by Daniela Uribe Student, Seton Hall University ,School of Diplomacy and International Relations
In 1999 the General Assembly declared August 12 International Youth Day, an opportunity to celebrate young peoples’ views and initiatives. Celebrations at the United Nations Headquarters and around the world recognize the importance of youth in the implementation of the 2030 Sustainable Development Agenda. The International Youth Day was an incredible commemoration event at the UN in New York -this year. Students, scholars and young entrepreneurs from across the country gathered together to celebrate and share their passion and efforts to achieve the Agenda 2030 for Sustainable Development.
The theme, "The Road to 2030: Eradicating Poverty and Achieving Sustainable Consumption and Production", sought to inspire youth to have an active and consistent engagement to eradicate poverty by understanding the production of products and changing to more sustainable patterns of consumption.
During the event the Secretary General’s Envoy on Youth, Ahmad Alhendawi, explained the vital importance of action needed from young people to accomplish Agenda 2030 by standing, “There are 17 goals and 15 years, we have no time to waste. Make concrete actions to see change.”
The theme is linked to Sustainable Development Goal 12, "Responsible Consumption and Production". Terminology such as extraction, production, consumption and disposal was explained and discussed by prominent students and young entrepreneurs who are seeking to inspire and engage more youth in climate justice and responsible consumption. Usually, consumers are not aware of the process behind each product they purchase, not even how much waste could possibly generate after being consumed. Jesse Mc,Elwain, a representative of Cornell University Sustainable Design, raised the question: What does dollar you are investing on a product means for the future of the world? Is it beneficial for the environment or just for you? Changes in consumption can reduce negative outcomes on climate change by choosing more green consumption choices. In some cases, green choices could not be affordable for those living in poverty. However, according to Lauren Singer, a founder of the Simply Co, a company that makes products that are sustainable and safe for the environment, said that zero waste and sustainable products save more money than regular products. The issue is the lack of information about green products accessible in the market. In addition, Ms. Singer emphasized living your values in your daily choices. Sometimes we play “the blame game” to industries and do a lot advocacy work with congress representatives to stop companies from producing more products that will harm the environment, but we don’t do anything about the way we carry our lifestyle. “I couldn’t live with a double standard anymore. That’s why I decided to create my company and create products that take care of our bodies, home and environment to reduce climate change”. In closing, the panelists challenged the youth to learn more about the issues that are affecting the world and challenge their personal life style to make a change. Challenge others to join, engage in their communities and have confidence in what they are doing because people who change the world are convinced of their passions and the change they want to see in the future.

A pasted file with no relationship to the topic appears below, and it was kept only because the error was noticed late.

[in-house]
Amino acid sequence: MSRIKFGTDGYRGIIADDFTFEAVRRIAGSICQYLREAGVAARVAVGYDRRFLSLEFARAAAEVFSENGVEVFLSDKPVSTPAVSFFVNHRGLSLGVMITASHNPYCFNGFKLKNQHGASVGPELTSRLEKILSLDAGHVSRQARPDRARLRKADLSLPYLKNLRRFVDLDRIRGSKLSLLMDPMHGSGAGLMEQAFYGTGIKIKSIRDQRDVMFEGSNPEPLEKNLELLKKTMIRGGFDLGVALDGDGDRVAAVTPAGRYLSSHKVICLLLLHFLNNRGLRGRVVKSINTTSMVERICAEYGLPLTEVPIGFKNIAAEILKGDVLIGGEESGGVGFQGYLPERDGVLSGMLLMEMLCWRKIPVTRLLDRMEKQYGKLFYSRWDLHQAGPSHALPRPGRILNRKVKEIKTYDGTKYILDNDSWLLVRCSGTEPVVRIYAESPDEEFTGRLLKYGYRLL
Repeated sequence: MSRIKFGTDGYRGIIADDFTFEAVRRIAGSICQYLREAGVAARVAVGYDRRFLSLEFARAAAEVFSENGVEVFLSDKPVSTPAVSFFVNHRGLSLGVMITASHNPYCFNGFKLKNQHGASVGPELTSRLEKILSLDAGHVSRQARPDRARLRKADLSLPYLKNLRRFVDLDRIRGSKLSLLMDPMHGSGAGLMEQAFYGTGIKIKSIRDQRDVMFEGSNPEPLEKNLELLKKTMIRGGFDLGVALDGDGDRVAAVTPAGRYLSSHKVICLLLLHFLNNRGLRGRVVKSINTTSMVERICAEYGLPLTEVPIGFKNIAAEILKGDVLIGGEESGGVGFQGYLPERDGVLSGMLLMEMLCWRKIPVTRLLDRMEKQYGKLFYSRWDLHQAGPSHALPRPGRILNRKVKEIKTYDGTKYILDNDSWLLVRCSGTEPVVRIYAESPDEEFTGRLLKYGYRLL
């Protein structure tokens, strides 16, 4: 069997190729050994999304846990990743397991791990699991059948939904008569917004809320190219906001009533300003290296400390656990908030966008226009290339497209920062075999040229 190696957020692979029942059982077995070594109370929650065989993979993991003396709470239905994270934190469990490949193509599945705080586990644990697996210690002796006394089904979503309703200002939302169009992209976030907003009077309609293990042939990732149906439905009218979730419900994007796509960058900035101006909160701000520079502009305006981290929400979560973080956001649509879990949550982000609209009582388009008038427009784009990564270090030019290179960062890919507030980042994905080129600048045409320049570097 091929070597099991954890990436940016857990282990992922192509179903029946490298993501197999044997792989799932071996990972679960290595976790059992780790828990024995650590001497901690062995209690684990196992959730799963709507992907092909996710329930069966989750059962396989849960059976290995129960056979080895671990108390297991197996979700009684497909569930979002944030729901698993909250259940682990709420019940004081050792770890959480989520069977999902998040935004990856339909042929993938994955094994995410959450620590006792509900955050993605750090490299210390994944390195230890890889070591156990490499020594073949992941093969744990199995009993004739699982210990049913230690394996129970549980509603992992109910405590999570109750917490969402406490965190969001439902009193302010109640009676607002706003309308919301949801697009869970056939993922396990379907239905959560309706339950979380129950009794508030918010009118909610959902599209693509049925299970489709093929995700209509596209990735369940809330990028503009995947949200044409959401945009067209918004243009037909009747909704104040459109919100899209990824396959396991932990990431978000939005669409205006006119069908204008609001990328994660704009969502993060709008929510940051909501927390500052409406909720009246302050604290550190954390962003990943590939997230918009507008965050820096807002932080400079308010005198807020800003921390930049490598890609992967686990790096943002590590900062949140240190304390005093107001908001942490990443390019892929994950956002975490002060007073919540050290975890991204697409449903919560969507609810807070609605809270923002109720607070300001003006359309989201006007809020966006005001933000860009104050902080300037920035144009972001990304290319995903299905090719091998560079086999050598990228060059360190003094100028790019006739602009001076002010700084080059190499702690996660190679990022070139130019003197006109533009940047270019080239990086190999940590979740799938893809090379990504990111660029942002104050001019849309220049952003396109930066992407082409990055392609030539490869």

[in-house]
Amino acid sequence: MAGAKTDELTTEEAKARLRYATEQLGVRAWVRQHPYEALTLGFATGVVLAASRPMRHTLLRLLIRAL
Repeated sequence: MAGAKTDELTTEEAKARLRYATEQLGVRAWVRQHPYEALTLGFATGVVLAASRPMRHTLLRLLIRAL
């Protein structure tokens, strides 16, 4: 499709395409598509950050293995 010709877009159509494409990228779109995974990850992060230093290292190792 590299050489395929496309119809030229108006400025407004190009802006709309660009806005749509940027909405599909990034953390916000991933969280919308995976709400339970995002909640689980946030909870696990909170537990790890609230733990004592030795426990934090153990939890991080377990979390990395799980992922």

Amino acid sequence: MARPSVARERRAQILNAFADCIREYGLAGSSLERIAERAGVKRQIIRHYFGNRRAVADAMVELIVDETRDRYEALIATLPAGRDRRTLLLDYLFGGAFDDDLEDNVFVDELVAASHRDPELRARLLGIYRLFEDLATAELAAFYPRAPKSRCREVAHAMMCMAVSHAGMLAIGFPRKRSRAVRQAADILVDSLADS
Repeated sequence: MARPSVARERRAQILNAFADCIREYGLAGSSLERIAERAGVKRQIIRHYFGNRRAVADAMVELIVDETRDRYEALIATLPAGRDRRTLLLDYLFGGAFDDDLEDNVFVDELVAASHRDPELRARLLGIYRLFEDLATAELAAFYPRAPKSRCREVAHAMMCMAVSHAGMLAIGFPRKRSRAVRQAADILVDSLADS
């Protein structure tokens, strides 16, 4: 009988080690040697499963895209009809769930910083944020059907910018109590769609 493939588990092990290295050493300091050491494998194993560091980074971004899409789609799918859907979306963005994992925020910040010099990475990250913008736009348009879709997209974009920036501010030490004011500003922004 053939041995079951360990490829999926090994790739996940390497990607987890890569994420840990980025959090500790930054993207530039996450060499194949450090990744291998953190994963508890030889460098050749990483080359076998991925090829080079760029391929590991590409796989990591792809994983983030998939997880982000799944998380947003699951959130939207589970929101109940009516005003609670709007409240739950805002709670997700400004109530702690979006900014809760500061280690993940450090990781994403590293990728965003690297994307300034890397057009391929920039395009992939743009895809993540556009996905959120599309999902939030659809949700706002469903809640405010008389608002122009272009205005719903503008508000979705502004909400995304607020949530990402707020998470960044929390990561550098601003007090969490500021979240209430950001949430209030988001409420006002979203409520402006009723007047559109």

“Like our ‘madres’, it is the only one we have. Take care of her” Savon Bartley, Chicago poet and writer.